To read the works of Toni Morrison requires a certain intensity and patience. She will pull you in on the thread of images that unravel humanity's mysteries and truths layer by layer, paragraph by paragraph.

If you manage to keep up, the end of the odyssey rewards you with interior sight. Where you were blind to the weight of love, joy and pain, she helps you see.It is not so different hearing her speak.

So it was recently when she walked onto two San Francisco-area stages, at the Marriott Convention Center in Oakland and the Palace of Fine Arts in San Francisco. The audiences responded with regal welcomes standing almost immediately as they saw her silver and white crown of neatly wrapped dreadlocks.

The Marriott Convention Center and the Palace of Fine Arts might as well have been enlarged living rooms when she sat down first with Marcus Books founder Raye Richardson and later with author Dorothy Allison. The meandering conversations visited such themes as hope in the face of despair and redemption at the foot of unforgivable acts, both of which have re-emerged in her latest novel "Paradise."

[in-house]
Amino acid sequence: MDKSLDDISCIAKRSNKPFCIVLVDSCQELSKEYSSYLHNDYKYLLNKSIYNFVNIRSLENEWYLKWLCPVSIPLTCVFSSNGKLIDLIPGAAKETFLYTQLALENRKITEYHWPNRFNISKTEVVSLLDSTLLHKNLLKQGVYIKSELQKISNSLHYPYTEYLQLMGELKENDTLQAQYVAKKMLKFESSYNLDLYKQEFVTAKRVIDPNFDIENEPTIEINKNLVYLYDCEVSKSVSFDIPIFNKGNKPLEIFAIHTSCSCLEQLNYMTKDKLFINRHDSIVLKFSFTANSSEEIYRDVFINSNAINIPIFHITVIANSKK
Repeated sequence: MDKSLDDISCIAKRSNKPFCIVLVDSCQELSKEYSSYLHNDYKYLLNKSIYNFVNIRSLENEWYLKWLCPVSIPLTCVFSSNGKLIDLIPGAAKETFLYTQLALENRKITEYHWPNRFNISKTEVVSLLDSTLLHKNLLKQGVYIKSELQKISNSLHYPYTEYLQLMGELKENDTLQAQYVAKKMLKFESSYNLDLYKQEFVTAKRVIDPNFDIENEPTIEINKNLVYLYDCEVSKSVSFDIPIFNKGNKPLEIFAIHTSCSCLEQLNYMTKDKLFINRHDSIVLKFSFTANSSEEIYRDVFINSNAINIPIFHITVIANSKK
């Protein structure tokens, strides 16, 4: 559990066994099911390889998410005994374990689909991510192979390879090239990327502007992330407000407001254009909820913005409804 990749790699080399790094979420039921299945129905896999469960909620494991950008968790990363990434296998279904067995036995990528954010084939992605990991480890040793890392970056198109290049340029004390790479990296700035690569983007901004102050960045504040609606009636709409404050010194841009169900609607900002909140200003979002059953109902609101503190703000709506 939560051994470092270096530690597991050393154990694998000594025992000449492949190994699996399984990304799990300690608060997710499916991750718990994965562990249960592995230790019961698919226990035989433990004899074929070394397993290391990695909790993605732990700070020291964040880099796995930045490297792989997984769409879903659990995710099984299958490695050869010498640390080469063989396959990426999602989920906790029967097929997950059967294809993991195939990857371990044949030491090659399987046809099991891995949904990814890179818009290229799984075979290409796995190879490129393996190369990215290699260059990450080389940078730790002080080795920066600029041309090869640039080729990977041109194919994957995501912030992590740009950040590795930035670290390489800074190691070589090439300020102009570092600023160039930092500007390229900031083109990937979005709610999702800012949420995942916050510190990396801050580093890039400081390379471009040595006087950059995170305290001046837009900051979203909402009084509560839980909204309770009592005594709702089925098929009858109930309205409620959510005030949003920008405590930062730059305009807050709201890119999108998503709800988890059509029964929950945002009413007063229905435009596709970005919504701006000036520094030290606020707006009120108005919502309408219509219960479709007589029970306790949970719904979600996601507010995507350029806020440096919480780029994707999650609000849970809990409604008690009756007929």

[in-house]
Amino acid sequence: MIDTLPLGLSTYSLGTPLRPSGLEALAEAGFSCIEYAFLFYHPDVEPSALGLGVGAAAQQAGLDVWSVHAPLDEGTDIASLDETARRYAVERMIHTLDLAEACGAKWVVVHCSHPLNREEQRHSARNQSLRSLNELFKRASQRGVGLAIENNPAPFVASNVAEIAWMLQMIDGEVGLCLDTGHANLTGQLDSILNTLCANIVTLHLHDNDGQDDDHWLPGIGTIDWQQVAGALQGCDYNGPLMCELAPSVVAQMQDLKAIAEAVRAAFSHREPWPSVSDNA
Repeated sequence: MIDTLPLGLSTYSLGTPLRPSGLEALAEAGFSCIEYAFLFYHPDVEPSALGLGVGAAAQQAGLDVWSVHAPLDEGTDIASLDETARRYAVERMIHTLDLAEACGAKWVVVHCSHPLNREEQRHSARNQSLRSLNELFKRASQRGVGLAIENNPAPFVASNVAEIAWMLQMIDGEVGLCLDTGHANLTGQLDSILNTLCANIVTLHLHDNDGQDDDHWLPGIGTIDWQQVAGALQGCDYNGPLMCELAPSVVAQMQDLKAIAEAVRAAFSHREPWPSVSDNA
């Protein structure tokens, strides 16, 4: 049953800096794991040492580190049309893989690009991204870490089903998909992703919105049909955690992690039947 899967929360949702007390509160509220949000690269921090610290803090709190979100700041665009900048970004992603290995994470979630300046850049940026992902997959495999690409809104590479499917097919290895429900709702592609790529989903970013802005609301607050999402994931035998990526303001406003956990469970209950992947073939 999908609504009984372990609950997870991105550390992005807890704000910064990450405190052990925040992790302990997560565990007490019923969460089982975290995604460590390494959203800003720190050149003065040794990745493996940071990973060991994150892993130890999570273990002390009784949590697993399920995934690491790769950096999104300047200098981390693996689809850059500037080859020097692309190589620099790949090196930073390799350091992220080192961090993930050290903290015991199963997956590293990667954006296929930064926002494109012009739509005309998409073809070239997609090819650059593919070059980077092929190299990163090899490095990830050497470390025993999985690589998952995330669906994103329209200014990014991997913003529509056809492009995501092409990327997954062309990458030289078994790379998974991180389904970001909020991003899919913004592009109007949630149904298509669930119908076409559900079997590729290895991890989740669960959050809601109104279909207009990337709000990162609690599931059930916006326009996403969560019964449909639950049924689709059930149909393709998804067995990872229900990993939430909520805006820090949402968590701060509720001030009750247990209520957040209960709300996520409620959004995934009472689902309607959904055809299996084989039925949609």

But there is also a light side to Morrison. A thick giggle emerges when she talks of the upcoming movie-version of her 1987 book, "Beloved," or even the recent publication of Modern Library's 100 Best English-language novels of the century.

"Anything that says 100 of anything, you know that's marketing," Morrison said, laughter streaming between her words. "Those are their (Modern Library's) books."